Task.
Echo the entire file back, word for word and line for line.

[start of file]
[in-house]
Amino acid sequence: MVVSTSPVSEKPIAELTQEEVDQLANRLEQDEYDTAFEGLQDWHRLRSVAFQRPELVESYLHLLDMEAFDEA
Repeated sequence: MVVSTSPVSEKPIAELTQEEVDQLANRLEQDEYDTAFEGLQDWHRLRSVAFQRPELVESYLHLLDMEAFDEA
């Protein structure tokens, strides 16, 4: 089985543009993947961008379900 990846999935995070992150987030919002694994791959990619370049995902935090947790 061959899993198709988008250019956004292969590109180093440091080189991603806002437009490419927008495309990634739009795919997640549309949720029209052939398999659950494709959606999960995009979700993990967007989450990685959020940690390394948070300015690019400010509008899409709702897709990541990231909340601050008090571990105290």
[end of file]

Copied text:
[in-house]
Amino acid sequence: MVVSTSPVSEKPIAELTQEEVDQLANRLEQDEYDTAFEGLQDWHRLRSVAFQRPELVESYLHLLDMEAFDEA
Repeated sequence: MVVSTSPVSEKPIAELTQEEVDQLANRLEQDEYDTAFEGLQDWHRLRSVAFQRPELVESYLHLLDMEAFDEA
């Protein structure tokens, strides 16, 4: 089985543009993947961008379900 990846999935995070992150987030919002694994791959990619370049995902935090947790 061959899993198709988008250019956004292969590109180093440091080189991603806002437009490419927008495309990634739009795919997640549309949720029209052939398999659950494709959606999960995009979700993990967007989450990685959020940690390394948070300015690019400010509008899409709702897709990541990231909340601050008090571990105290």